Staff hit the streets in BBC protest
Thousands of BBC staff joined protests organised by BECTU and the NUJ outside their workplaces today.
The protests, organised to show support among staff for the BBC's independence, followed a spontaneous mass walkout a week earlier when DG Greg Dyke resigned.
|Staff rallying at London's BBC Bush House|
Unions have warned that the government should not interfere with the BBC's editorial decisions in the wake of Hutton's damning report on the David Kelly tragedy. There has also been a call for a completely transparent and independent process to replace Dyke, and ex-Chair of BBC Governors Gavyn Davies, who also resigned last week.
Speakers at one of the largest protests, outside the BBC's news HQ at Television Centre in West London, urged the Governors to stand firm in defence of independent journalism and programme-making in the Corporation, and criticised the comprehensive public apology they had made shortly after publication of the Hutton report.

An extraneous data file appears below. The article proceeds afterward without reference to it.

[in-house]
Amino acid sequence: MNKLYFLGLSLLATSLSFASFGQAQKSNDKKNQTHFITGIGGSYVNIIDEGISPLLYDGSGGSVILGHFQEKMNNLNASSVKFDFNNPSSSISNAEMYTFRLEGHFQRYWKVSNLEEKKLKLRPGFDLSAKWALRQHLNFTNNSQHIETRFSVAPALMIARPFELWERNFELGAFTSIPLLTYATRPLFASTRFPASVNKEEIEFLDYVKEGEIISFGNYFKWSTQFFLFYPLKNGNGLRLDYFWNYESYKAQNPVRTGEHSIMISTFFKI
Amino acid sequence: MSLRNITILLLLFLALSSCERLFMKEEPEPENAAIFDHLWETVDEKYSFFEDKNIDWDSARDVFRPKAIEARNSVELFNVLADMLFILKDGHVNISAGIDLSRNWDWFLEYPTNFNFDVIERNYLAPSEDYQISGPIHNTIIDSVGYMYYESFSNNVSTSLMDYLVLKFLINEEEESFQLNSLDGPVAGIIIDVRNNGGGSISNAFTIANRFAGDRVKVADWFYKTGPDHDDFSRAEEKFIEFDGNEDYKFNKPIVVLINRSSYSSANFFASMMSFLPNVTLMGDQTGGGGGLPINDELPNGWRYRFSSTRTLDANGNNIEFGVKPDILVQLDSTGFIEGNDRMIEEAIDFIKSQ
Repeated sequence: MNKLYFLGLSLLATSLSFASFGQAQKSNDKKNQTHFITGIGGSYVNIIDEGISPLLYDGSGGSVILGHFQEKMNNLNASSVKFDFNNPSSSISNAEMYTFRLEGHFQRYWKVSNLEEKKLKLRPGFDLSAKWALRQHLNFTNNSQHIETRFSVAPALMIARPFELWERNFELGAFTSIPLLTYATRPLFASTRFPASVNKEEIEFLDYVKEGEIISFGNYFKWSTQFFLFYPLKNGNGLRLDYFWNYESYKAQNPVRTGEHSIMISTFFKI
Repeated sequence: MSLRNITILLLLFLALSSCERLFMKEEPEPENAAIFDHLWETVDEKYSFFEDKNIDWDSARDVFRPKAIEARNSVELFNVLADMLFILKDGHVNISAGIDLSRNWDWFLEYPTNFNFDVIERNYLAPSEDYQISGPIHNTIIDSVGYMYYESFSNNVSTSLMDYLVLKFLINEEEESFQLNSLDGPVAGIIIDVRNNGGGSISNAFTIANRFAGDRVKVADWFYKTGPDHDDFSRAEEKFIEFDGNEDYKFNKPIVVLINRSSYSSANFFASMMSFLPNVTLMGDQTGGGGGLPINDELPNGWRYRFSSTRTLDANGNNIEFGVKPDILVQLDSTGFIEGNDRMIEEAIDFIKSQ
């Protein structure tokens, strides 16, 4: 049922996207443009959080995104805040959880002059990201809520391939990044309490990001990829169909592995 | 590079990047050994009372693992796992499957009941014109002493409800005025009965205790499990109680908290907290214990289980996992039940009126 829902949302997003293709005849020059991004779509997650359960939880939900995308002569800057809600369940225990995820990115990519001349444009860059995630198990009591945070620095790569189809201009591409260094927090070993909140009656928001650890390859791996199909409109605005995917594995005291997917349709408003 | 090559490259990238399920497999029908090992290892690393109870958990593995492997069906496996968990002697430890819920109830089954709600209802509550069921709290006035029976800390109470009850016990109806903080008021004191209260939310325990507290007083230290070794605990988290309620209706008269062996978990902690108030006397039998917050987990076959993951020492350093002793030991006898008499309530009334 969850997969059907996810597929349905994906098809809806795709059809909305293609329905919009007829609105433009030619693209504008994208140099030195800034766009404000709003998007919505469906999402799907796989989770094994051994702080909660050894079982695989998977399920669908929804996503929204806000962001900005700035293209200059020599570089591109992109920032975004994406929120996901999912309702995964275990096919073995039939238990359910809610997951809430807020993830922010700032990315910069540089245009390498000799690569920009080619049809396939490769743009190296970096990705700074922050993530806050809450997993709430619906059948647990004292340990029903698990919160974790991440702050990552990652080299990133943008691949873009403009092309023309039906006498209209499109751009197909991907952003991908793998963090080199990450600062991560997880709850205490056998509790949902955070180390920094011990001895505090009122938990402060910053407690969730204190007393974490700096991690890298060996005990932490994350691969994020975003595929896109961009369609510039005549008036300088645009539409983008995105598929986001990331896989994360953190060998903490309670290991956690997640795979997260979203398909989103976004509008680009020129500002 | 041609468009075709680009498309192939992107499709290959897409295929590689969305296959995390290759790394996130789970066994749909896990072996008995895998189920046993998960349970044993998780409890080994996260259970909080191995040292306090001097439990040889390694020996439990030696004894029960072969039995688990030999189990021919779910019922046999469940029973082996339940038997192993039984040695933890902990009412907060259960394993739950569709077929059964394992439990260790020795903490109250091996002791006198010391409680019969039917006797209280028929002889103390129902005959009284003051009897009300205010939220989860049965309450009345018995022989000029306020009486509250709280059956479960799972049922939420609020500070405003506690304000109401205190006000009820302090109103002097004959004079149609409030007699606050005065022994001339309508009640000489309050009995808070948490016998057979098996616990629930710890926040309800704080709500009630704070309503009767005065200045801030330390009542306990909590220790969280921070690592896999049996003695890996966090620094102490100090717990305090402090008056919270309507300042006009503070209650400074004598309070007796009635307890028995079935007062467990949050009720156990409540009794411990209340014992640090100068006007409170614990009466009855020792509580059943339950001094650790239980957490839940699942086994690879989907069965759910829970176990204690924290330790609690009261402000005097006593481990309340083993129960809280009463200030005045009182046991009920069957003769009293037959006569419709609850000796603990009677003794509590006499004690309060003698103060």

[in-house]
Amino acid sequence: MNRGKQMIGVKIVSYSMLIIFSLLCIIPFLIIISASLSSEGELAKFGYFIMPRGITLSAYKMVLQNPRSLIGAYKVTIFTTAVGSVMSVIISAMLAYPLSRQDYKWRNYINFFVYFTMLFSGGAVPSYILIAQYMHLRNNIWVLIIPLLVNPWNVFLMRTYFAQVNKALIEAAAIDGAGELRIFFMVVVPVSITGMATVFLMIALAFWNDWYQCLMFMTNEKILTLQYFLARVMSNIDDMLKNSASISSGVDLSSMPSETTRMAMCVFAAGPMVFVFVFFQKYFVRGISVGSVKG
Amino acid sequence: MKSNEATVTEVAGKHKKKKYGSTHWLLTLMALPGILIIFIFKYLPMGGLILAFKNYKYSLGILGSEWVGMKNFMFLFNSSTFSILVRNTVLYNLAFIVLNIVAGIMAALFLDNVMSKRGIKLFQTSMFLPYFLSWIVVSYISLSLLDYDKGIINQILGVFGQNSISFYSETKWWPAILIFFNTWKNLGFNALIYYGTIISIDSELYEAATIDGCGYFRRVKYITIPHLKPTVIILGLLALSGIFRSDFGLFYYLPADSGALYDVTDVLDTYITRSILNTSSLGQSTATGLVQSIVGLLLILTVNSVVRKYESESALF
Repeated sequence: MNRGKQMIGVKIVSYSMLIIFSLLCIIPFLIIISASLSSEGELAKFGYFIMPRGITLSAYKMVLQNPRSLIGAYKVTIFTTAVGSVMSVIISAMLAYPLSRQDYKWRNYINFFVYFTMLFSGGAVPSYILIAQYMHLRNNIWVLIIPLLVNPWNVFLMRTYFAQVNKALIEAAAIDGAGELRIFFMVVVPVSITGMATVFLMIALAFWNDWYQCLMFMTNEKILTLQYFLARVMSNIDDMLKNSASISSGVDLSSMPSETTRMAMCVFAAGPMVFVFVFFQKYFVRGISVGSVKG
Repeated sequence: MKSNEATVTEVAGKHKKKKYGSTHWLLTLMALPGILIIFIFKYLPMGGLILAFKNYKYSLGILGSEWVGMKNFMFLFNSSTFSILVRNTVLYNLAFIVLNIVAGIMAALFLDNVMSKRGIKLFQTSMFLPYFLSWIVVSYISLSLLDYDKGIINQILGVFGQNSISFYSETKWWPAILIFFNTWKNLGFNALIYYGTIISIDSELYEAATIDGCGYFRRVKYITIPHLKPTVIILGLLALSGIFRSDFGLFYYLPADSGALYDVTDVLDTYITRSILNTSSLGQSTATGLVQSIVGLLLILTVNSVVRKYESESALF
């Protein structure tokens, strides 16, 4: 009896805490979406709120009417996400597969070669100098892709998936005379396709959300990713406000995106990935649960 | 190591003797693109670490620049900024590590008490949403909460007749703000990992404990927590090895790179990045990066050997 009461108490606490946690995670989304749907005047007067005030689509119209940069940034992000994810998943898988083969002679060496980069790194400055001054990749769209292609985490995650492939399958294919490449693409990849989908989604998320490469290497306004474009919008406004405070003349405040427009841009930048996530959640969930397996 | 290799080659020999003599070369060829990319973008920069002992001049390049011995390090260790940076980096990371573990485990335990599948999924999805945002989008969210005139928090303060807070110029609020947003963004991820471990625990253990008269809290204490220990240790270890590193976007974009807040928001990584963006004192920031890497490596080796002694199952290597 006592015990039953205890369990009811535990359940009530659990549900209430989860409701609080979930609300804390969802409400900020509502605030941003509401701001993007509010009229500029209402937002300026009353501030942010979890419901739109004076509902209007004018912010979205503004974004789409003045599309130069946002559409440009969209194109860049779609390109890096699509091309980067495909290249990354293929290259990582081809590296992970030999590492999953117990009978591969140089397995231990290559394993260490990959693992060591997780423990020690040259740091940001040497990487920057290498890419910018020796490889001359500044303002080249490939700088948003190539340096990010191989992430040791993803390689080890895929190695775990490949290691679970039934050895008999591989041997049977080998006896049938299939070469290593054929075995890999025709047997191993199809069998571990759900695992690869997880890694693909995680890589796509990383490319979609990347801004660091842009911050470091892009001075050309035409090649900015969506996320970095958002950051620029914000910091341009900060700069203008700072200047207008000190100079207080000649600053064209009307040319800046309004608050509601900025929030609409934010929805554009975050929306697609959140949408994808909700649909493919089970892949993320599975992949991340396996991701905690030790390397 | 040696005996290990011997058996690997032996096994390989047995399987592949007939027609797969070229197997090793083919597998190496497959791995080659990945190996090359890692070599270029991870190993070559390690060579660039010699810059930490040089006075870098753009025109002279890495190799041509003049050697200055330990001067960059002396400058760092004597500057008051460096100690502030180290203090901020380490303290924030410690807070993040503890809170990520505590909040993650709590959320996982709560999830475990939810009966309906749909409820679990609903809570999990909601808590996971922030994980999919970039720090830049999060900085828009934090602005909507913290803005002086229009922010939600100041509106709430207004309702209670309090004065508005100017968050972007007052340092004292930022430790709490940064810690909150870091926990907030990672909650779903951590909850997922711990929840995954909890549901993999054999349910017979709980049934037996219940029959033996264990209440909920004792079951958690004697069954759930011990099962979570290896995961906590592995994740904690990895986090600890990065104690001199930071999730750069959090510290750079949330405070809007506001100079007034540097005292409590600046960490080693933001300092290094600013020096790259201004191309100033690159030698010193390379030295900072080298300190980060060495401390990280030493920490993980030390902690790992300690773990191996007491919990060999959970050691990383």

Labour MP Austin Mitchell, speaking at the TV Centre rally, said he had never seen a war "as bloody or dictatorial" between government and the BBC as the row over Andrew Gilligan's story on the run-up to the Iraq war.
|Staff had messages to send from pavements across the UK|
Good turnouts were reported in centres as far spread as Glasgow, Cardiff, Belfast, Caversham, and Birmingham.
Staff also turned out at other London buildings, including Bush House, home of the BBC World Service, and Broadcasting House, corporate HQ.
A key message from union officials at the protests was that the gravest dangers to the BBC lie ahead, over the year-long process of debate about the Royal Charter, due for renewal in 2006.
Speakers warned of the dangers of new controls on the BBC being written into the Charter allowing more government pressure on the Corporation. There was also the financial risk of "top-slicing" being introduced - diversion of part of the licence income to fund programme-making by other broadcasters.
BECTU and the NUJ plan to continue building a campaign of support for the BBC, aimed at winning a guarantee from government that the Corporation will be given the independence and funding it needs to remain the world's premier public service broadcaster.